Options Trading is a skill that requires a lot of learning and practice to get good at. Not only is there a plethora of strategies out there. But how you use them can vary from one stock or index to the next. For example, what works on Apple (AAPL) might not work well on Tesla Motors Inc (TSLA).
Let’s explore this topic by understanding exactly what options trading is.
What are options?
Although they sound complex, an option is simply a contract or right to buy or sell something under specific terms. A seller is given the choice of when to do something with that thing. The price you will be paid for is called the ‘premium’. And it’s usually cheap compared to what you could have sold that item for. As most traders say, your profits are unlimited, but your losses are.
If you think about it, most things in life are bought with some type of exchange. – i.e. work for money, food for money, and so forth.
How does options trading work?
It’s probably easiest to compare options/futures trading to popular games such as poker or gambling in general. You have to risk a small amount of money to win a potentially huge return. But you can also lose all of that.
In options trading, buying options is the same as going long on currency pairs. If by now you’ve been following my forex blog, then I assume you would understand what this means. But if not, then it’s the purchase of an asset with the hope that its price will rise instead of fall.
When someone goes short or ‘sells,’ they’re basically doing the opposite and expecting their asset. To drop in value rather than rise (i.e. betting against other traders).
Options give leverage because they are cheap compared to their underlying stock.
For example, if Apple was at $200 per share and you bought 100 shares at $2,000 – that’s $200 per share. For $500, you could buy five options, which would give you the right to purchase 100 shares of Apple. $200 each until the time limit is up (usually one year).
The difference comes when buying options because they are so much cheaper than stock.
If an option costs 10 cents, it gives you the right for ONE MONTH to BUY one share of Apple. At market price ($200) WITHOUT RISKING MORE THAN 10c PER SHARE! If Apple was worth more than what your option cost by next month, it would make money.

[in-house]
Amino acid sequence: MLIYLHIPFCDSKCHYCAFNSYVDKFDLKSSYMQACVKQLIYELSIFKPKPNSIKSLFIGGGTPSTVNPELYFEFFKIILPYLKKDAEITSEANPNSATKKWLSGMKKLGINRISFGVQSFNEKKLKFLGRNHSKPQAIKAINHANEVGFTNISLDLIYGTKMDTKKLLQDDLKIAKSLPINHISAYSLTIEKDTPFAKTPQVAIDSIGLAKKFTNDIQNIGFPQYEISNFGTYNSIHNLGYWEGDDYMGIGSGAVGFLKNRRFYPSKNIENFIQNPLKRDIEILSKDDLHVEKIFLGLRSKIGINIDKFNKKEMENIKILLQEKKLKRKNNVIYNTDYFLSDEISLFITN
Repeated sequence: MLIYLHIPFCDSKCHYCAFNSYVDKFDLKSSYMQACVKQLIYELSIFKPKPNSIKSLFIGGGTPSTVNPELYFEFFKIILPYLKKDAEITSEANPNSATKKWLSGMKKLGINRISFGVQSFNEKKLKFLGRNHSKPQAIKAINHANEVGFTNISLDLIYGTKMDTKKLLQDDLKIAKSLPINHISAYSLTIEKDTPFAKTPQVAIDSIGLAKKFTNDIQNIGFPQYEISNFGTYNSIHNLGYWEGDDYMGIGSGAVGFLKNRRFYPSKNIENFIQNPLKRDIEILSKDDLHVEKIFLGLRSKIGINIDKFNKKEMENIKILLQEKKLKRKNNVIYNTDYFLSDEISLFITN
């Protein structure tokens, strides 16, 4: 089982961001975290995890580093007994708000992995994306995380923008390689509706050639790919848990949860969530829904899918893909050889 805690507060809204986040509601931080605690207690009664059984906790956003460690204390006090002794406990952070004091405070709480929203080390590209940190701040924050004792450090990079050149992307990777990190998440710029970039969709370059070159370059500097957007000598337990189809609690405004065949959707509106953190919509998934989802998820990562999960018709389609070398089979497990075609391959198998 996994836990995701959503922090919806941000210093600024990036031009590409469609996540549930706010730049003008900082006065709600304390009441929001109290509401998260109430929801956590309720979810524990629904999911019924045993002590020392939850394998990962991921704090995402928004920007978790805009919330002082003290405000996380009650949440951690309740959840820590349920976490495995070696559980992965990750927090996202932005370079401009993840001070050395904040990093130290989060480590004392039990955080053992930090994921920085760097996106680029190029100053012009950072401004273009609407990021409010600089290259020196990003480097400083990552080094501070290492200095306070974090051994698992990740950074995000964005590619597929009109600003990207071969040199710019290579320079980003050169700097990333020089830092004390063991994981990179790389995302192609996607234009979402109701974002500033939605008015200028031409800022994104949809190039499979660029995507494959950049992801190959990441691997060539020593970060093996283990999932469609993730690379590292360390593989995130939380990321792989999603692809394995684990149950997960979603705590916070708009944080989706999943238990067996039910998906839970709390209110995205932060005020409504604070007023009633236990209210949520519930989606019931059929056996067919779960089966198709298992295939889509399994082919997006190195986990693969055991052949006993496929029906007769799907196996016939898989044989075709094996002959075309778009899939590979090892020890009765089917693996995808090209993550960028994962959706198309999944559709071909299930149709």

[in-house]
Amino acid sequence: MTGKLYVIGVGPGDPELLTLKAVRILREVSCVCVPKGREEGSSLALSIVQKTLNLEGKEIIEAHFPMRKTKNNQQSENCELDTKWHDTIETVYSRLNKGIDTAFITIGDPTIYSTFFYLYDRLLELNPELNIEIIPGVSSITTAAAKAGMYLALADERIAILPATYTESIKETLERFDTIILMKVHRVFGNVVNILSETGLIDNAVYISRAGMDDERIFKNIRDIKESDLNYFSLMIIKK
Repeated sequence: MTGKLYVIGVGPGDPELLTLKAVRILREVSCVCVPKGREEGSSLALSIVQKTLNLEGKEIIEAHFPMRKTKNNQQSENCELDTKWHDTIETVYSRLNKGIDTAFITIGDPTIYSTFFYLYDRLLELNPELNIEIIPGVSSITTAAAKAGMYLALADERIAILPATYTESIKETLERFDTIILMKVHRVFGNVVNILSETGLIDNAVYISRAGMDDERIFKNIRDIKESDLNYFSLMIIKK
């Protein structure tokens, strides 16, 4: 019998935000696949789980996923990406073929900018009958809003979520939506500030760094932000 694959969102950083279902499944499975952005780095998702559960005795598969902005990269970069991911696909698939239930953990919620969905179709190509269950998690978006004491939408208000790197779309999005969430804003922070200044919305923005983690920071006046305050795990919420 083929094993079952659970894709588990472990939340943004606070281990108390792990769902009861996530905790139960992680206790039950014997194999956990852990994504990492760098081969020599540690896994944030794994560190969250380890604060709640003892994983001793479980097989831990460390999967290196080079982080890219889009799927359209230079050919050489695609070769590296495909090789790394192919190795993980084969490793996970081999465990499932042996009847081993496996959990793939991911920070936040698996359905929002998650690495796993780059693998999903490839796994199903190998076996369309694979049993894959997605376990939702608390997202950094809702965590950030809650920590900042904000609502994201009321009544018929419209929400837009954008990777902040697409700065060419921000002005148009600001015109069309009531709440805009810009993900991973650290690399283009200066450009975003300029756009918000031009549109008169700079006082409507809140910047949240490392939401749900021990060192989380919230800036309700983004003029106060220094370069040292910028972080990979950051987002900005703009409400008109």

However, if they went down in value, your loss would also be capped at only 10 cents.
An option spread is a strategy where you buy and sell different options on similar stock. But with contrasting strike prices and expiration dates. If appropriately executed, this will limit your losses or give you more significant gains. For example, suppose AAPL is trading at $100 per share; you might buy a 100 put for $5 and sell a 95 put for $2.50 for a net credit of about $1.75. If AAPL goes to zero (0) before it expires, you’ll make around 175% of your initial investment (lower fees). However, if AAPL doesn’t go below 95 by expiration, then you’ll only lose the small premium of the 95 puts, or $2.50.
Option spreads work well with low volatility stocks because the premiums on all puts will be lower. They also work well when you have a directional bias toward a particular direction for a stock. Meaning that you expect it to go up or down by the expiration date.
Dividend capture strategy
If you’re going to buy a derivative based on some underlying security (like AAPL). Why not just buy the actual security and collect dividends while your position gains value? Simply buying AAPL stock instead of collecting royalties from options may be cheaper. If no dividend is paid out at the time. However, if the company is handing out dividends, this is an excellent way to boost your total return.
To do this, buy AAPL stock at the beginning of the month before the dividend payments are issued. And sell it right after you receive them. You can even do this multiple times in a year if there are other dividends paid out. Because the strategy only puts you in cash temporarily.
However, long-term investors may want to skip this strategy. Because it can be more expensive than simply owning shares of AAPL without generating dividends.
This strategy involves selling calls against your existing holdings to generate extra income. That you wouldn’t have otherwise gotten if you didn’t do something like this. Put, when someone considers buying your stock, you sell them the option to do so at a set price.
As an example, if AAPL is trading right now at $100, but you think it might not go above $110 by expiration. Then maybe someone will want to buy your shares for $110. If this happens, you’ll get paid around $10 ($110 – $100) per share they purchased using the strategy mentioned above.
Of course, if AAPL goes up or down, there may be no buyers or sellers until the expiration date. Because people are waiting to see what will happen with the stock price. Selling covered calls can also limit your gains on some stocks. Because you keep rewarding yourself every time you do this (limit upside potential).
It’s an exciting strategy that can help you protect your downside when trading derivative securities like options. Let’s say AAPL is trading at $100 per share right now. But there are rumours that something terrible might happen to it soon.
It sounds like a great time to buy put options for protection. So you don’t lose much money if the stock goes down after this bad news come out.
The general idea with this strategy is similar to simply buying insurance for anything else in your life.
Except that you pay extra premiums for this kind of protection if there aren’t any sellers. Then good luck because that means that there is a high demand for these kinds of strategies right now.
Why not try some of these strategies with Saxo? They offer a free demo trading account that makes it easy for you to practice. New strategies without risking your cash flow.